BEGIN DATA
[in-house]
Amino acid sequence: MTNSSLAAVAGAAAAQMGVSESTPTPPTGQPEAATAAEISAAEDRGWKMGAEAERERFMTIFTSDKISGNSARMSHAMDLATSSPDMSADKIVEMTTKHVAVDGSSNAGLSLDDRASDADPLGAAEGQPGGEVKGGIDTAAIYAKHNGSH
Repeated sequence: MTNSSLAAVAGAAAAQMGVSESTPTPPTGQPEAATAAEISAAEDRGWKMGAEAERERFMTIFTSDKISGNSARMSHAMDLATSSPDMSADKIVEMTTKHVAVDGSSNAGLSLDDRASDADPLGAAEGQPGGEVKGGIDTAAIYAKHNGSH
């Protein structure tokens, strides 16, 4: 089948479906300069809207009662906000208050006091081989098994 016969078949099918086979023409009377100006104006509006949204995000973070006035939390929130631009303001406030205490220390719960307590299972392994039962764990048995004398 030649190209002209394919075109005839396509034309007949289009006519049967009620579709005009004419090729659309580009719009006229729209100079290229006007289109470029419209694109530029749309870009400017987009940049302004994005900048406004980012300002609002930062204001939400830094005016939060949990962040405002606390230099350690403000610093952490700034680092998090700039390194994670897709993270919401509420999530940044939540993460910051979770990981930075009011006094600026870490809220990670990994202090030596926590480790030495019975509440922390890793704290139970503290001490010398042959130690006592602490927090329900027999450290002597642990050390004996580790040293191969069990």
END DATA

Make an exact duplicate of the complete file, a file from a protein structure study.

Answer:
[in-house]
Amino acid sequence: MTNSSLAAVAGAAAAQMGVSESTPTPPTGQPEAATAAEISAAEDRGWKMGAEAERERFMTIFTSDKISGNSARMSHAMDLATSSPDMSADKIVEMTTKHVAVDGSSNAGLSLDDRASDADPLGAAEGQPGGEVKGGIDTAAIYAKHNGSH
Repeated sequence: MTNSSLAAVAGAAAAQMGVSESTPTPPTGQPEAATAAEISAAEDRGWKMGAEAERERFMTIFTSDKISGNSARMSHAMDLATSSPDMSADKIVEMTTKHVAVDGSSNAGLSLDDRASDADPLGAAEGQPGGEVKGGIDTAAIYAKHNGSH
């Protein structure tokens, strides 16, 4: 089948479906300069809207009662906000208050006091081989098994 016969078949099918086979023409009377100006104006509006949204995000973070006035939390929130631009303001406030205490220390719960307590299972392994039962764990048995004398 030649190209002209394919075109005839396509034309007949289009006519049967009620579709005009004419090729659309580009719009006229729209100079290229006007289109470029419209694109530029749309870009400017987009940049302004994005900048406004980012300002609002930062204001939400830094005016939060949990962040405002606390230099350690403000610093952490700034680092998090700039390194994670897709993270919401509420999530940044939540993460910051979770990981930075009011006094600026870490809220990670990994202090030596926590480790030495019975509440922390890793704290139970503290001490010398042959130690006592602490927090329900027999450290002597642990050390004996580790040293191969069990």